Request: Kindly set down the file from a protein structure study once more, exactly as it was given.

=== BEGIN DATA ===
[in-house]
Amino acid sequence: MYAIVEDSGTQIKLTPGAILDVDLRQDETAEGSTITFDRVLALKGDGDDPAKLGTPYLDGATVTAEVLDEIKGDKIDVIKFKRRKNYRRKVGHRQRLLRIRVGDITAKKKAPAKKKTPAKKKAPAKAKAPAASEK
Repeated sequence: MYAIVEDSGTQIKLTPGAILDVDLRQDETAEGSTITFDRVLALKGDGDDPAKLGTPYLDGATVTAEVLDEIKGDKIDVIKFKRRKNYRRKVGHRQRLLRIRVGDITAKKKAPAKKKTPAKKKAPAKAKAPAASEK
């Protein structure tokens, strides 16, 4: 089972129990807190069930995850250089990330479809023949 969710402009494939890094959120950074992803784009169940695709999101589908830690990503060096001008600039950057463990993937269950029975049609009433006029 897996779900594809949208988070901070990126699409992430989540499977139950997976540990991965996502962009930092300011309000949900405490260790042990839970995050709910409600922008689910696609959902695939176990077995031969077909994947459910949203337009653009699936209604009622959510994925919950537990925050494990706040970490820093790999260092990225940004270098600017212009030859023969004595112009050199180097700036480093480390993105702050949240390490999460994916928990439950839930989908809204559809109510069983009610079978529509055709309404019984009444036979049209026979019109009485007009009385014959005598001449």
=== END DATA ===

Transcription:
[in-house]
Amino acid sequence: MYAIVEDSGTQIKLTPGAILDVDLRQDETAEGSTITFDRVLALKGDGDDPAKLGTPYLDGATVTAEVLDEIKGDKIDVIKFKRRKNYRRKVGHRQRLLRIRVGDITAKKKAPAKKKTPAKKKAPAKAKAPAASEK
Repeated sequence: MYAIVEDSGTQIKLTPGAILDVDLRQDETAEGSTITFDRVLALKGDGDDPAKLGTPYLDGATVTAEVLDEIKGDKIDVIKFKRRKNYRRKVGHRQRLLRIRVGDITAKKKAPAKKKTPAKKKAPAKAKAPAASEK
């Protein structure tokens, strides 16, 4: 089972129990807190069930995850250089990330479809023949 969710402009494939890094959120950074992803784009169940695709999101589908830690990503060096001008600039950057463990993937269950029975049609009433006029 897996779900594809949208988070901070990126699409992430989540499977139950997976540990991965996502962009930092300011309000949900405490260790042990839970995050709910409600922008689910696609959902695939176990077995031969077909994947459910949203337009653009699936209604009622959510994925919950537990925050494990706040970490820093790999260092990225940004270098600017212009030859023969004595112009050199180097700036480093480390993105702050949240390490999460994916928990439950839930989908809204559809109510069983009610079978529509055709309404019984009444036979049209026979019109009485007009009385014959005598001449």